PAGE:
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Repolarization Parameters Are Associated With Mortality In Chagas Disease Patients In The United States

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The goal of this study was to examine the association between ECG repolarization parameters and mortality in Chagas disease (CD) patients living in the United States.


CD patients with cardiomyopathy (CM) and bundle branch block (BBB) or BBB alone were compared to age- and sex-matched controls. QT interval, QT dispersion (QTd), T wave peak to T wave end duration (Tp-Te) and T wave peak to T wave end dispersion ((Tp-Te)d) were measured. Presence of fractionated QRS (fQRS) was also assessed. The main outcome measure was the association between ECG parameters and mortality or need for cardiac transplant.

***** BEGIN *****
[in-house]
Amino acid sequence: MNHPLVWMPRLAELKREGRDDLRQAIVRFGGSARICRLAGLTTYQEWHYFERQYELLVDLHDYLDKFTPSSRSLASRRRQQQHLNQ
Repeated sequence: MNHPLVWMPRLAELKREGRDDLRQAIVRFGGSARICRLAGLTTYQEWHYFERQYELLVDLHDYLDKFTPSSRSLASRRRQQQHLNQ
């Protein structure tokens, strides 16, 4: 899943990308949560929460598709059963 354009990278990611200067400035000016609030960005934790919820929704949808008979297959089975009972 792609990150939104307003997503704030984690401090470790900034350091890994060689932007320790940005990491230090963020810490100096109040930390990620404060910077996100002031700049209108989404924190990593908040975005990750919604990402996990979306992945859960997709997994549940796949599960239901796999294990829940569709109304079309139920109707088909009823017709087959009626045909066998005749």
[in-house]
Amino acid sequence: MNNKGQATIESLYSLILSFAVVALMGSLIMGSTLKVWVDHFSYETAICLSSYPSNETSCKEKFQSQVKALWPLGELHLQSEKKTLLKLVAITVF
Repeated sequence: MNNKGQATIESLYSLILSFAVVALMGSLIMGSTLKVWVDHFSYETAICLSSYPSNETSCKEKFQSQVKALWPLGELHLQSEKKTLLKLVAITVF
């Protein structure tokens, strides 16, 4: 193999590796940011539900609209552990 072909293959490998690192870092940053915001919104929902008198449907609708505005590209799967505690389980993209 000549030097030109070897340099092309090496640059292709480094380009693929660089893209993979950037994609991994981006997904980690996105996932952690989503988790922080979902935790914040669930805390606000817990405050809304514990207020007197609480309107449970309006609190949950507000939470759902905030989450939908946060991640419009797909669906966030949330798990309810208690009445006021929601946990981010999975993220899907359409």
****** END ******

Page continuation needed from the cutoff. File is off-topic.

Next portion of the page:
A total of 18 CM and 13 BBB CD patients were studied with 97% originating from Mexico or Central America. QTd (60.0±15.0 ms vs 43.5±9.8 ms, P=0.0002), Tp-Te (102.6±29.3 ms vs 77.1±11.0 ms, P=0.0002) and (Tp-Te)d (39.5±9.4 ms vs 22.7±7.6 ms, P<0.0001) were prolonged in CD CM patients compared to CM controls. Chagas CM patients had more fQRS then controls (84.2±0.10% vs 33.3±0.11%, p=0.0005). QTd (59.9±15.0 ms vs 29.5±6.9 ms, P=0.0001) and (Tp-Te)d (40.0±15.9 ms vs 18.5±5.4 ms, p<0.0001) were longer in the CD BBB group compared to BBB controls. Univariate analysis showed QTd (56.9±15.0 ms vs 46.5±17.3 ms, p=0.0412) and (Tp-Te)d (36.8±13.5 ms vs 28.5±13.3 ms, p=0.0395) were associated with death and/or need for cardiac transplant.


Our results indicate that P-max and PD are useful electrocardiographic markers for identifying the β-TM-high-risk patients for AF onset, even when the cardiac function is conserved.

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